Money can make a lot of ills better, but cash in the bank cannot stop millionaires worrying about their wealth.
The world’s richest families have concerns about political instability, corruption and how technology will impact business, among other things, says research by Swiss banking giant UBS.
Around 82% of millionaires worldwide consider now as an unpredictable period and are concerned about how changes may affect their fortunes.
For 70%, political uncertainty injected by the election of President Donald Trump in the US and a changing of the guard in Europe as Britain and Germany all have important polls that could see leaders change and Emmanuel Macron has won the presidency in France.
“At the same time, a series of powerful long-term trends continues, including climate change, a rising tide of populism, the development of artificial intelligence and robotics. Each has the potential to cause significant disruption and uncertainty,” said the UBS report.
Worries about wealth
The research also found millionaires faced regional concerns that were different to the rich living elsewhere.
In Mexico, 90% of millionaires voiced worries about corruption, whereas Brexit is a perceived risk for 82% in Europe, trade barriers affected 84% in Singapore and 79% were concerned about the aging population in Japan.
Despite their fears, just over half of millionaires expected to make more money in the coming year and just 13% predict their fortunes will worsen.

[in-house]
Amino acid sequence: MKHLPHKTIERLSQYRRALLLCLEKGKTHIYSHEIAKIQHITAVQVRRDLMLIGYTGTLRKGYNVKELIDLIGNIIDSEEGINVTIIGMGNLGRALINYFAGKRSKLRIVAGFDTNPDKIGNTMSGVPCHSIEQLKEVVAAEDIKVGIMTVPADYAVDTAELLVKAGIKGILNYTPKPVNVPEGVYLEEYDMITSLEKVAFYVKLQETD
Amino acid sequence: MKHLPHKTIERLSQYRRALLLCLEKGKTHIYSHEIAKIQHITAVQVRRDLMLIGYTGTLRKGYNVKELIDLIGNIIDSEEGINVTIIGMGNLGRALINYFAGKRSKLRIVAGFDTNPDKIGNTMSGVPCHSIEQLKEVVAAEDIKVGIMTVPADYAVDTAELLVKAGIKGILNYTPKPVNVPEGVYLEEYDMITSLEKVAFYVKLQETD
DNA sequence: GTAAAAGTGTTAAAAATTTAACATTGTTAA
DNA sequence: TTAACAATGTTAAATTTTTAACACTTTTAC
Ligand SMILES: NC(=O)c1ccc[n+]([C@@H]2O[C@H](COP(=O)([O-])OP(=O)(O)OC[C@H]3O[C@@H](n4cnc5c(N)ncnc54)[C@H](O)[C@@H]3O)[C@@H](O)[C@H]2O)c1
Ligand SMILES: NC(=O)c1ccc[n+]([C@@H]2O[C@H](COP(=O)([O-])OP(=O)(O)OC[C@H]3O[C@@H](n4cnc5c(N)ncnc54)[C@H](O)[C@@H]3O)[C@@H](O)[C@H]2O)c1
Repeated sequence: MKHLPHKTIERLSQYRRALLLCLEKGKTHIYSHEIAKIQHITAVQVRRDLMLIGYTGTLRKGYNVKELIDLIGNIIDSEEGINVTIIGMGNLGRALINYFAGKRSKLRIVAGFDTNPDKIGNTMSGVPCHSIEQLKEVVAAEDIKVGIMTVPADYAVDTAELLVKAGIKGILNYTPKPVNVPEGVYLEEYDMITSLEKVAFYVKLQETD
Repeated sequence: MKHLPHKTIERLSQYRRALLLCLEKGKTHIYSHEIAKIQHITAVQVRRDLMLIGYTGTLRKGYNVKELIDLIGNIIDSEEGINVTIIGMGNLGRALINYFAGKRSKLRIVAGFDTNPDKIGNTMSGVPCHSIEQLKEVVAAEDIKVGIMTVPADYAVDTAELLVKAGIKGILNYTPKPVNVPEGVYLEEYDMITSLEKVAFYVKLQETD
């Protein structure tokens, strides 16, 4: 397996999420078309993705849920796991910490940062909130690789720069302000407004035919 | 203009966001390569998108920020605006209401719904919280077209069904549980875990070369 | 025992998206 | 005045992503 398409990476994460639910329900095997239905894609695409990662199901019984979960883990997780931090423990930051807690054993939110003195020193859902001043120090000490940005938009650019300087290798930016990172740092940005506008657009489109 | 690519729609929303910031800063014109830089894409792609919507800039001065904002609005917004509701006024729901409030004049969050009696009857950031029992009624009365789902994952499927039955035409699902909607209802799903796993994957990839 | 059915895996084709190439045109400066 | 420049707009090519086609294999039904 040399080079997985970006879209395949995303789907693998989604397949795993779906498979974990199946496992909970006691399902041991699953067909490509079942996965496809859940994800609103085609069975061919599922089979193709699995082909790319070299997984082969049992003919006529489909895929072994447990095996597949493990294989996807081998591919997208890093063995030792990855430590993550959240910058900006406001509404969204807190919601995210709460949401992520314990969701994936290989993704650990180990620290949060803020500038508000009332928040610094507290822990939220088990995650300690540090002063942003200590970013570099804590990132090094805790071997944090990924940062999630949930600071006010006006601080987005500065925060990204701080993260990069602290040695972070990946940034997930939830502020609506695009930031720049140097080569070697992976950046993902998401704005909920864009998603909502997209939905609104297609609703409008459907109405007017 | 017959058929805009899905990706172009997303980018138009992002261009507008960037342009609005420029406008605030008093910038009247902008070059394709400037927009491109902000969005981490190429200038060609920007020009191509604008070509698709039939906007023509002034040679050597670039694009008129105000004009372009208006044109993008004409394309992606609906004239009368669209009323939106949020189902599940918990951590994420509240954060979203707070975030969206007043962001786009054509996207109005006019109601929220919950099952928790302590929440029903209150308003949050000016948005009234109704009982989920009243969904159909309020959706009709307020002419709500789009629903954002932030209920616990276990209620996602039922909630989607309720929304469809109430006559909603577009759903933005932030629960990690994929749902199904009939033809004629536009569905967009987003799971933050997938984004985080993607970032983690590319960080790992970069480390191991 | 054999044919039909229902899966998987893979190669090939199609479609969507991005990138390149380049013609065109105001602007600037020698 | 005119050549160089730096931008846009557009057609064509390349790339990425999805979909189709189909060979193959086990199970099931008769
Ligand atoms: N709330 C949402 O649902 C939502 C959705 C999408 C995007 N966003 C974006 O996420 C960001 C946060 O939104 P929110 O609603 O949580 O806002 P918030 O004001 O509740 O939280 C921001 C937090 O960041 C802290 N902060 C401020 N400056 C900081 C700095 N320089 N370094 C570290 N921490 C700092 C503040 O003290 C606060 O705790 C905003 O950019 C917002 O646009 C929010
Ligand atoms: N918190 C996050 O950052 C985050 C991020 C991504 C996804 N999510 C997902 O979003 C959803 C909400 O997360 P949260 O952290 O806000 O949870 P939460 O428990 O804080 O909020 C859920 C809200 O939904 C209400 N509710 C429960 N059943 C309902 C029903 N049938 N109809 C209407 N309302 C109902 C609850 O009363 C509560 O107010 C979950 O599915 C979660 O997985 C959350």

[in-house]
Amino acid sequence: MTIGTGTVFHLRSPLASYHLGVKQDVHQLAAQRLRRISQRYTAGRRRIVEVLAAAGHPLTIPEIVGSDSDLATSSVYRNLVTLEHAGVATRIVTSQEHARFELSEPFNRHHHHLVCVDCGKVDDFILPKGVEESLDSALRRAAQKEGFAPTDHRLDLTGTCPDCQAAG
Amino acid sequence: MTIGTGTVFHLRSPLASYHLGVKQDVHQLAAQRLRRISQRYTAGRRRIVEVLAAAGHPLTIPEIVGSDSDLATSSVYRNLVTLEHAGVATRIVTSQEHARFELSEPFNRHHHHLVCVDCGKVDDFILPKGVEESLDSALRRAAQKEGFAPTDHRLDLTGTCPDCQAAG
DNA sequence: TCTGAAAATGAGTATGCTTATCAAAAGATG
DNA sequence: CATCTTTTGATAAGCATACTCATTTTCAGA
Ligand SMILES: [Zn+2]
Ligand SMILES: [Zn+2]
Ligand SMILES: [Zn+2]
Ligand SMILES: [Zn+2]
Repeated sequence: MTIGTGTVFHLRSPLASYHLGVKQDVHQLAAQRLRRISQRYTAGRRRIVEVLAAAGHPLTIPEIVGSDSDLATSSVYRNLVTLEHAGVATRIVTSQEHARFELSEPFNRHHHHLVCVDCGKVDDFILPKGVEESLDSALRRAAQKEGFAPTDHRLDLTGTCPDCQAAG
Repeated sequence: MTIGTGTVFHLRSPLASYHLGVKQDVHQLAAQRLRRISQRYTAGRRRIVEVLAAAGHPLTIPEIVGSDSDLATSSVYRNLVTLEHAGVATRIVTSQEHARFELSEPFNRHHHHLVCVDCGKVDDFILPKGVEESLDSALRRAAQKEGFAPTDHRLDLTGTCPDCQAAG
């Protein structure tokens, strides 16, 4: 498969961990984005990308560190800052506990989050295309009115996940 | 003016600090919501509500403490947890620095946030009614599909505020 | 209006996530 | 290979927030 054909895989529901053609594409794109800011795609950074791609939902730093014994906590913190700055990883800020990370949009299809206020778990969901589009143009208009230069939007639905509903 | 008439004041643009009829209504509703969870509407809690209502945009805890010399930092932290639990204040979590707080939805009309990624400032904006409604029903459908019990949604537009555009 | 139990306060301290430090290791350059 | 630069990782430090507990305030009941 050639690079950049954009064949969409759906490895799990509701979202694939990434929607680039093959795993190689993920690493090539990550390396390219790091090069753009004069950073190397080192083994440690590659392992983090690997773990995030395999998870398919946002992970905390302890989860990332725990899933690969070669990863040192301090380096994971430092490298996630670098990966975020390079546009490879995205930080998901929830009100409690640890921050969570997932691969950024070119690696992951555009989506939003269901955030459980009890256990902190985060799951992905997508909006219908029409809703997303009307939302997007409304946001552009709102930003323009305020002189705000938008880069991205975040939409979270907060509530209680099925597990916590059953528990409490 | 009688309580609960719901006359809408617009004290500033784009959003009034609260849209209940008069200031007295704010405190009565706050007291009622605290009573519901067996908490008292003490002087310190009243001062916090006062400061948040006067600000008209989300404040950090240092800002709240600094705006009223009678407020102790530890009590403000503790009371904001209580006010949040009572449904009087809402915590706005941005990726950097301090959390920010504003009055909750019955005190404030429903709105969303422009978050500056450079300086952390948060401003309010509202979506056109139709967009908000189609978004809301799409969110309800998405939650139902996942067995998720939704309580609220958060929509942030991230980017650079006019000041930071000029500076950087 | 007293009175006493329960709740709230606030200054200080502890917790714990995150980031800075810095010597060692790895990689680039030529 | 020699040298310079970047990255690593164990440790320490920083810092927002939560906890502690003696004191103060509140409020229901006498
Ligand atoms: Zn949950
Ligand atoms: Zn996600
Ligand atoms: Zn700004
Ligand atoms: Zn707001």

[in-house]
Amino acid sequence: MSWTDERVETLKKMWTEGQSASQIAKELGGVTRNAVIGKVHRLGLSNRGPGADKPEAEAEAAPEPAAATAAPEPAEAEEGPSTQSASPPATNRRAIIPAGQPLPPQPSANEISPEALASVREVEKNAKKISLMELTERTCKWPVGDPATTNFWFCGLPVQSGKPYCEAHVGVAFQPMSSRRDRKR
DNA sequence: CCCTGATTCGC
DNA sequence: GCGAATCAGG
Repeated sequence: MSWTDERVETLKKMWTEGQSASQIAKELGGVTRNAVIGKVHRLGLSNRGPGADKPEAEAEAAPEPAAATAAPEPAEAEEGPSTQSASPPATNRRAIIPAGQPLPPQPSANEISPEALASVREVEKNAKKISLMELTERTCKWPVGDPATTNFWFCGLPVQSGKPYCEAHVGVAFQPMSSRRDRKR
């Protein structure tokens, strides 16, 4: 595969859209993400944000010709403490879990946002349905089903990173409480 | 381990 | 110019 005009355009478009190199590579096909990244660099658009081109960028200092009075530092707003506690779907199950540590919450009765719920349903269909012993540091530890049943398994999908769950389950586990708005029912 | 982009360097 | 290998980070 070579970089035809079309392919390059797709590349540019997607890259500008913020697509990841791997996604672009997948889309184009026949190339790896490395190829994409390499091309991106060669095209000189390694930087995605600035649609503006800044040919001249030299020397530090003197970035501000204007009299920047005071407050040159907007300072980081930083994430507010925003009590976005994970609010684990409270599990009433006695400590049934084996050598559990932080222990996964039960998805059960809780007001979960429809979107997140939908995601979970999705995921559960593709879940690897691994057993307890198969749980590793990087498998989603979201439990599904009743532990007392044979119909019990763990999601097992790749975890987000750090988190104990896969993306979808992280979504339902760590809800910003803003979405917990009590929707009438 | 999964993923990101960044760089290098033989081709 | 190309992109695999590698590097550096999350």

Most (85%) had confidence in finding safe investments, by keeping cash or investing in markets they knew. A similar number view property as one of the best investments, while a third have half their wealth tied in property.
Younger investors explained they were not too concerned by political changes as they considered governments only dealt in the short term.
Nick Tucker, head of UK domestic at UBS Wealth Management, said: “After a year of Brexit, high-profile shocks and global tensions, most believe we live in a very unpredictable age. Political, economic, societal and financial risks are all prominent in people’s minds.
“In response, people reacting to each event as uncertainty grows. Investing on your own doorstep can be tempting in this climate. Holding onto cash can feel safer, even as it erodes your wealth in real terms. Although confidence remains high, neither approach is likely to work well in the long term.”